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Joe Buck Yourself-Joe Buck Yourself

Joe Buck YourselfJoe Buck Yourself

Bucket City Agency

In-your-face, fuzzed-out Southern psychobilly that’s sure to singe your soul.

Armed with a beyond-the-grave howl and a ragged Mohawk, Joe Buck is one menacing dude. From the opening trio of chunky, distortion-enveloped chord-strikes on “Dig a Hole” straight through to the stumbling after-hours polka of “Intreatment All,” Joe Buck Yourself’s self-titled, debut full-length writhes through thirteen devilish tunes. With his move from side-kick upright bassist in Th’ Legendary Shack Shakers, Joe Buck has roared into the role of one-man band with enough anger and flair to unseat the devil himself. Self-proclaimed as a “unique blend of hillbilly punk rock,” Joe Buck Yourself beats your ears into submission. You will listen.

Uniting Joe Buck Yourself is a contagious, straight-forward kick-drum that pulses its way through the thirteen tracks and an ungodly overdrive that’s sure to leave mangled eardrums in its wake. On the second track “Are You My Enemy?”, Joe Buck’s voice bounces between a central line and echoes that shoot by on the stereo left and right. Straightforward as a shotgun shot between the eyes, Buck howls “DIE! Motherf—er! DIE!” over the three-chord fuzz-box guitar riff and relentless drumbeat.

“The Devil is on His Way” falls somewhere between a Southern Baptist altar-call and a curse-fest from gym class. Opening with a drum beat reminiscent of Queen’s “We Will Rock You” and amped up by tube-amp-busting overdriven guitar chords, “The Devil is on His Way” mercilessly mashes your ear into the speakers. On the chorus, Buck hollers down from his bar-stage pulpit: “Devil is on his way, fall to your knees, fall to your knees, Devil’s gonna make you pay,” with a convincing enough growl to make your skin crawl. Listening to the song, you nearly want to repent for sins you haven’t even committed.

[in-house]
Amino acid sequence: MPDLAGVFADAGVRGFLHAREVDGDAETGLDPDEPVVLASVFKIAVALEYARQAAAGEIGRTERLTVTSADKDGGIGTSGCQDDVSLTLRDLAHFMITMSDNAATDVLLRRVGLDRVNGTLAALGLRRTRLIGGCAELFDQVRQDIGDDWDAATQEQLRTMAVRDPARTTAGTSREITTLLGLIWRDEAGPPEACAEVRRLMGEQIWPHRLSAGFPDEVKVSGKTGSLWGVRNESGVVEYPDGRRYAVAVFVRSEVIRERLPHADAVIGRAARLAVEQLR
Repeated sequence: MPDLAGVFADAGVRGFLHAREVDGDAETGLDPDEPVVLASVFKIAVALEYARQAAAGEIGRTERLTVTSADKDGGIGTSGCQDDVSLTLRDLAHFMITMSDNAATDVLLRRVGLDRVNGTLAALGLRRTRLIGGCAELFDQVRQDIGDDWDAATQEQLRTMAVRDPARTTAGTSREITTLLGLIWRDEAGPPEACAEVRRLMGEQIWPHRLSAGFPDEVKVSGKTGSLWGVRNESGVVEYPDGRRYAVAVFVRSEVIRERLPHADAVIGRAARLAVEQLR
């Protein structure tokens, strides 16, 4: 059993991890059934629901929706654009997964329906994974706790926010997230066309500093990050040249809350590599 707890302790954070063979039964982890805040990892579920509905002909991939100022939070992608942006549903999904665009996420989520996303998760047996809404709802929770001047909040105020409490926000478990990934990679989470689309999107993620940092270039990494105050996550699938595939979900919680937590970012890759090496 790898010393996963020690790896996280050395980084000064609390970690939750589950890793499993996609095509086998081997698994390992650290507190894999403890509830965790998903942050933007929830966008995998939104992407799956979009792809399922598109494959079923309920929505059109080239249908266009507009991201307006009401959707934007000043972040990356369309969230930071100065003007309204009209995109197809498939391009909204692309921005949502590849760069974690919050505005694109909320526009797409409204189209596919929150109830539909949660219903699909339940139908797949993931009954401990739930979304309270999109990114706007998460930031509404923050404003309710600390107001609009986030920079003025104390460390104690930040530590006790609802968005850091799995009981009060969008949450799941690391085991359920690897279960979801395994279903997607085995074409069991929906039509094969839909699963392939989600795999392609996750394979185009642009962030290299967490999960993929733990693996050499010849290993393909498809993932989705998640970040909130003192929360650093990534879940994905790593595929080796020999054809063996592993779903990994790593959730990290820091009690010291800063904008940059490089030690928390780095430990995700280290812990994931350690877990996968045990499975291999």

I can’t honestly say Joe Buck is all snarl and sin; “Bitter is the Way” seems to have wandered out of an indie-folk album and snuck in the back-door of Joe Buck Yourself. There’s an ambiance in the song as though it was recorded in the nineteen-thirties on analog, reel-to-reel tape. Joe Buck pulls in the reigns of the fifty-car distortion-pile-up that typifies Joe Buck Yourself for nearly three minutes—a brief breather in a heart-attack of songs. I found “Bitter is The Way” to be my favorite song on the disc; Joe Buck does a bang-up job of sounding like an indie-folk singer, and his lyrics are both thoughtful and haunting—miles from the lyrics on “Devil is on his Way” (“Devil is on his way, motherf—er’s gonna make you pay!” ) and “Are you my Enemy?” (“Die! Motherf—er, die!” Buck’s voice waxes Waits-esque as he intones: “At the fool’s expense bitter finds a home. Bitter comes to stay. Bitter lingers on and bitter is the way. Bitter is the day, bitter comes in waves, bitter comes to stay. Bitter is the way to an early grave; for my soul to save for my soul I pray: cast bitter days away.”

I’m convinced that if Joe Buck were to write more songs like “Bitter is The Way,” he could make a lasting impact in neo-folk circles; the vocal tone he manages to get—a raspy gasp that dies away at the end of syllables with a hint of breath—is absolutely ear-grabbing. Of all the songs on Joe Buck Yourself, I’m wagering that this is Buck’s least favorite, but that doesn’t take anything away from it. I hope he keeps working on this vein of songwriting.

—Timothy C. Avery